Little Rock Convention & Visitors Bureau CEO Gretchen Hall is seeing signs of recovery in her industry, but there is still a lag from 2019 numbers and the new Delta variant surge of COVID-19 threatens the progress that’s been made.
Many of the city’s restaurants have adapted to the “new normal” and overall hotel revenue is improving. Hall said that downtown, where convention business is centered, is the farthest from full recovery as group travel remains tenuous.
“So a first half look at 2021, we’re still behind on total revenue on the hotels by about 15%, but making huge strides. So we’ll see how long we can maintain that number. We’re seeing a real recovery in total events coming back, but the large group meetings and conventions are still lagging a little bit and we don’t anticipate that return until next year,” she said.
“Our restaurants really have recovered back to 2019 levels. That doesn’t mean every restaurant is thriving. But it does mean as a whole in the city, our restaurants are doing very well, because they have learned to pivot. Our hotels, again, are still lagging by about 15% on the revenue side. Now that’s much larger in our convention hotels downtown. And that’s because that group business is still lagging. So year-to-date on the hotel revenue side, in the downtown area, we’re still down about 40%, total. But only 15% from 2019 citywide,” Hall added.
Last month, Hall ascended to the chair position of Destinations International, a global tourism and travel trade association. From that vantage point, she’s able to see how other cities, states and countries are tackling the COVID crisis.
“I see places that are a lot further behind than we are, so on that global platform, it’s really great to be able to look and create some strategies with the world’s leaders in the tourism space to talk about all of those different benefits and all of our setbacks. Whether that be a community that is already thriving, and the word ‘pandemic’ is kind of in the rear-view mirror, to our global borders that are slowly beginning to open, to some that are still in complete lockdown,” she said.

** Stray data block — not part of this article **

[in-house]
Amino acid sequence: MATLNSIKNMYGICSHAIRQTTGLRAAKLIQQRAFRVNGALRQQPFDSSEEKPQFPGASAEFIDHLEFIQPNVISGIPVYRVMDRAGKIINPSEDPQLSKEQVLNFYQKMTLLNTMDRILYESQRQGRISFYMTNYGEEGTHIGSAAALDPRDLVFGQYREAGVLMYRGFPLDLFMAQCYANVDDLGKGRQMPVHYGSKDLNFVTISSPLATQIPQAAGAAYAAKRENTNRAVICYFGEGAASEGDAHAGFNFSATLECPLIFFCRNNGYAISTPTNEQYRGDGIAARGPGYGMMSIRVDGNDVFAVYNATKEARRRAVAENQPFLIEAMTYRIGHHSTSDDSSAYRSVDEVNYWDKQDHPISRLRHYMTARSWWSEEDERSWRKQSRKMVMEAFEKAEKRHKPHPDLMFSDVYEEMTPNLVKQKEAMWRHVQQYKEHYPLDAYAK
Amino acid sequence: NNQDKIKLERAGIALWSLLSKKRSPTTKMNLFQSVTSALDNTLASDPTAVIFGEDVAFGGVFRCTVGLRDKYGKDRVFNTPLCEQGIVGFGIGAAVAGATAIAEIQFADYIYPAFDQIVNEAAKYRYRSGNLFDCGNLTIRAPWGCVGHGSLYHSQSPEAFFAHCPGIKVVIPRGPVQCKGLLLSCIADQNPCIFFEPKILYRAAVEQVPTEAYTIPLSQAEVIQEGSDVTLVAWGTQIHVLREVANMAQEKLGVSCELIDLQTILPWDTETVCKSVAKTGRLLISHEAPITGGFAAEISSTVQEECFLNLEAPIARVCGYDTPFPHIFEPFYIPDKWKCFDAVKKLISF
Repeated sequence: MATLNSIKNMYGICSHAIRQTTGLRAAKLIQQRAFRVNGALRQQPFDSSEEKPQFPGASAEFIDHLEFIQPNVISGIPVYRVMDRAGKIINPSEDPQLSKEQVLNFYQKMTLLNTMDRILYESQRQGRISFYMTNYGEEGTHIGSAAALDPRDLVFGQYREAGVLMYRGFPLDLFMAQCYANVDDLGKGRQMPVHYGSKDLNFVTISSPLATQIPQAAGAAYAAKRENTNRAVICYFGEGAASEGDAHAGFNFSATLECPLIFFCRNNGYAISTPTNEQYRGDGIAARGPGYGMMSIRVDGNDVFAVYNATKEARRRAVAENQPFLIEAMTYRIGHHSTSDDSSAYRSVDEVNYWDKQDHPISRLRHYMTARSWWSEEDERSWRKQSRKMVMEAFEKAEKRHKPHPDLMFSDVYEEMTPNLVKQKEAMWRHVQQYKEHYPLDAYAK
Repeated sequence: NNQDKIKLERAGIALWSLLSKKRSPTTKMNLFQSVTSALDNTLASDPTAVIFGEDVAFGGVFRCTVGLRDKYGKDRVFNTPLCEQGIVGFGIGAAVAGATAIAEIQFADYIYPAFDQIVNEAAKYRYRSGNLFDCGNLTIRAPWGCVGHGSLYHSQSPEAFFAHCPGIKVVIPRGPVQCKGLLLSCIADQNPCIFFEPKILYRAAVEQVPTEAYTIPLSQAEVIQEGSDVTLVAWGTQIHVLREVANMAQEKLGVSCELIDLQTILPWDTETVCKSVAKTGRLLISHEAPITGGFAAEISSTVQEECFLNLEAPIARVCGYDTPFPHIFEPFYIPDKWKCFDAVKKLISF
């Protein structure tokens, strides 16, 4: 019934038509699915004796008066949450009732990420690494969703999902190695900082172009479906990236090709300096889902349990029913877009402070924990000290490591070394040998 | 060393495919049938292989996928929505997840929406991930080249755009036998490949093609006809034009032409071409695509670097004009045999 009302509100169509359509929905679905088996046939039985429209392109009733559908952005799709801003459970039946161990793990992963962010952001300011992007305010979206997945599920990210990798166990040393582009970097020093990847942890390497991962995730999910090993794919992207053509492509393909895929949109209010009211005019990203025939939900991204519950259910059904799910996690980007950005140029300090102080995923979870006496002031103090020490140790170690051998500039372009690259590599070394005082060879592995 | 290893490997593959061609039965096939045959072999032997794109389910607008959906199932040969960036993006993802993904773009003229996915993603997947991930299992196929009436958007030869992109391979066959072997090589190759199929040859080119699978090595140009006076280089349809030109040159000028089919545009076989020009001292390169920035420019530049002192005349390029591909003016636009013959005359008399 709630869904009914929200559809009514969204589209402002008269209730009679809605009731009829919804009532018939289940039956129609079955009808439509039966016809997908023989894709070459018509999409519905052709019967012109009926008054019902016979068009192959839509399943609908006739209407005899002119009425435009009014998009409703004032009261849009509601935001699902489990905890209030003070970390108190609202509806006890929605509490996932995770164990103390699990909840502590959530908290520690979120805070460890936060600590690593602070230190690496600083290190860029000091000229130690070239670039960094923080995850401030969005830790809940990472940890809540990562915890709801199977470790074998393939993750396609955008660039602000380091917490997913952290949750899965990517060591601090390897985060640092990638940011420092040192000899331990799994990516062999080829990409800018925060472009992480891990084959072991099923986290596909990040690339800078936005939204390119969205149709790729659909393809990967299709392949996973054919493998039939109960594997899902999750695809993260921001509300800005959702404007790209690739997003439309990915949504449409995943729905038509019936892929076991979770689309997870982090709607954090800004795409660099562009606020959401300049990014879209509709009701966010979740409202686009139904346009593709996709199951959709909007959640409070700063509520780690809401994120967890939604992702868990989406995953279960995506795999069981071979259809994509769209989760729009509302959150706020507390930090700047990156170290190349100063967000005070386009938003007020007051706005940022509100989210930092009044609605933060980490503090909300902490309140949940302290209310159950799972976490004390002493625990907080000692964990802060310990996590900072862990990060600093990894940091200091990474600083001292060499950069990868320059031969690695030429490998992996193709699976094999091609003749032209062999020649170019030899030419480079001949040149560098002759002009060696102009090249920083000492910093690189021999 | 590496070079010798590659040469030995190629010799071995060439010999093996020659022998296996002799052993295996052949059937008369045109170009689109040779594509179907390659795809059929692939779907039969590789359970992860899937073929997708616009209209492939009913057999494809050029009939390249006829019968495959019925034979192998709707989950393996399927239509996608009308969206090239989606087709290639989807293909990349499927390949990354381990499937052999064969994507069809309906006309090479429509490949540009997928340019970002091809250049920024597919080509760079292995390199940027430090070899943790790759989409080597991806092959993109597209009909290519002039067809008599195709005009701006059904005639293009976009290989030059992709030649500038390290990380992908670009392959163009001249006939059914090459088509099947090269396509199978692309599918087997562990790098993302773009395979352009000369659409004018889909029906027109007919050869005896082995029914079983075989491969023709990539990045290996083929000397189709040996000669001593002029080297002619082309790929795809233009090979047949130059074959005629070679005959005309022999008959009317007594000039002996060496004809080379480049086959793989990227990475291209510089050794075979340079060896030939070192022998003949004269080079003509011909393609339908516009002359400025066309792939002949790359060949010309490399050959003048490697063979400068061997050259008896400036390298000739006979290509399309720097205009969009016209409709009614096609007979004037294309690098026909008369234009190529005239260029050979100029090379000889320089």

A year ago, many observers felt the pandemic would be under control with vaccine breakthroughs. Now, due to vaccine hesitancy, strains of the virus are emerging and threaten a more complete public health and economic recovery. Hall said businesses need to start planning for pandemics to be a way of life in the coming months and years.
“I think we have to, right? This pandemic has taught us a lot of things, but it also makes us try to sit down and strategize all different kinds of things. Some of them we can’t even fathom, we couldn’t fathom this several years ago. So yes, I think it will teach us all to think differently moving forward,” she said.
You can watch Hall’s full interview in the video below.